Bork Neutral Principles

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The Constitution and the Charter of Rights and Freedoms are composed of broad values like equality and liberty, but judges who attempt to give concrete meaning to such general concepts without specific precedent and law from the text or history overstep their proper role. If Robert H. Bork were to review judicial process today, he will assume all judges decide constitutional cases in accordance with “neutral principles.” In his article “Neutral Principles and Some First Amendment Problems” (1971), Bork insists these principles must be strictly neutral in origin of the text and from such cases that derive from precedent. He continues his argument by stating if the Court strikes down legislation on any other basis, it abuses its power and invades…show more content…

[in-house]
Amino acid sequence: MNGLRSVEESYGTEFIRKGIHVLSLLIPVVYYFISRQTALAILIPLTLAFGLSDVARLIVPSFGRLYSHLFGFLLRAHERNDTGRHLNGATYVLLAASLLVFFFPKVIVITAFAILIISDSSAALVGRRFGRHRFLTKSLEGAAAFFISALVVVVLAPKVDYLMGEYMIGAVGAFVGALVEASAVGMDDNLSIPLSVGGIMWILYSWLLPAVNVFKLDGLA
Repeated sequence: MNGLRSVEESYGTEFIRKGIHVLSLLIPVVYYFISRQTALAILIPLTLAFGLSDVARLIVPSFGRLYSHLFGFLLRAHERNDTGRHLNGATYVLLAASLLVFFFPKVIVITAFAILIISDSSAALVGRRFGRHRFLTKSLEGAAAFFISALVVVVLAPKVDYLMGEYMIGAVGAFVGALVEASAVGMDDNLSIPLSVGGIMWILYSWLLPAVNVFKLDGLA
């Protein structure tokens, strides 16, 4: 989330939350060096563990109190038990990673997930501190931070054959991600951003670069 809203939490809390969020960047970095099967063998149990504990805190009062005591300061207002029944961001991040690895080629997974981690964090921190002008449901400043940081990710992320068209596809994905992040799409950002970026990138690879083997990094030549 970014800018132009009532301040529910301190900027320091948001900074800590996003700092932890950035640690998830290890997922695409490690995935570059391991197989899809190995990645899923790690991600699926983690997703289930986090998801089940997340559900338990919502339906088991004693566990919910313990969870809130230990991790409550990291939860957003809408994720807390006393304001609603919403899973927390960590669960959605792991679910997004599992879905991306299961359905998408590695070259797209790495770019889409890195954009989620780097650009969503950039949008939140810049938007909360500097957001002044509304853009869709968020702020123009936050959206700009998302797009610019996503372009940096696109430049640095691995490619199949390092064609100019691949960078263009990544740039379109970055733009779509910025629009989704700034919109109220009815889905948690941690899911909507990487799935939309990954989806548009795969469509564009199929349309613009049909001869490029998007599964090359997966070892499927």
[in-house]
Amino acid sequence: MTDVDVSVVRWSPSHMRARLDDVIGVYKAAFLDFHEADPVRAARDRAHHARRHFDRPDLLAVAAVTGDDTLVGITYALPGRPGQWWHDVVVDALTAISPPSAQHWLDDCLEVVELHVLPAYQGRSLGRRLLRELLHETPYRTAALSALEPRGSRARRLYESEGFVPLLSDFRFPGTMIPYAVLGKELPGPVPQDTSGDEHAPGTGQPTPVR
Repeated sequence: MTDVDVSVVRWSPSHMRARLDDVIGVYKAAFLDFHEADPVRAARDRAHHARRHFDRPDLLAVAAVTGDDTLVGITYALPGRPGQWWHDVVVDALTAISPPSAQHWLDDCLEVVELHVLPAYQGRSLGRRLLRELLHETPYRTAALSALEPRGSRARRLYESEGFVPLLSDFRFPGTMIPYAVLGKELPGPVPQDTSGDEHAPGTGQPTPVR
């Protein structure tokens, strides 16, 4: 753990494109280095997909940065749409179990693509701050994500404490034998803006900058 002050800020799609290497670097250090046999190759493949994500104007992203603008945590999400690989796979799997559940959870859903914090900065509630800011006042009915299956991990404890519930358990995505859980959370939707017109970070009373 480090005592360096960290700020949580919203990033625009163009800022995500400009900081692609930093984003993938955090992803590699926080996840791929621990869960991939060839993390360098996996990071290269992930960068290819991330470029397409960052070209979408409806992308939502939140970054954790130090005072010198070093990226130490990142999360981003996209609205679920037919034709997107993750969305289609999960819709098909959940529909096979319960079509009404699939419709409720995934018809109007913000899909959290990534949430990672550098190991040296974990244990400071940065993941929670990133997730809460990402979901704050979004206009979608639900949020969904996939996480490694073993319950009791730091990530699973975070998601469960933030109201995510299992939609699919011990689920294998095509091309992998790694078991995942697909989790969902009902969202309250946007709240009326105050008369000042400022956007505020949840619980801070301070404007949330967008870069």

However, by excluding subversive advocacy and substantive due process in any case creates a problem in legal reasoning. Bork fails to realize that it is important for an individual to claim their right is violated in any circumstance under the Constitution, since he renders that procedural due process plays a more practical role over substantive due process. Subsequently, the Charter of Rights is intended to operate as a limitation upon the powers of the State. Bork’s judicial review is referring to the way Courts should be principled. In his view, if the judiciary is inconsistent with their theory of ruling of the majority, he claims the supremacy of Court will become “illegitimate” (1971). To add, he explains that enabling the minority freedom upon the constitution may overrule the majority and will undermine the power of the judiciary. I do not agree with Bork’s statement since it only concerns the power structure in the political sphere. The foundation of law should not be interpreted based on power but, solely on the Constitution and how it is translated through fair and fundamental values that should most importantly reflect an individual’s right and
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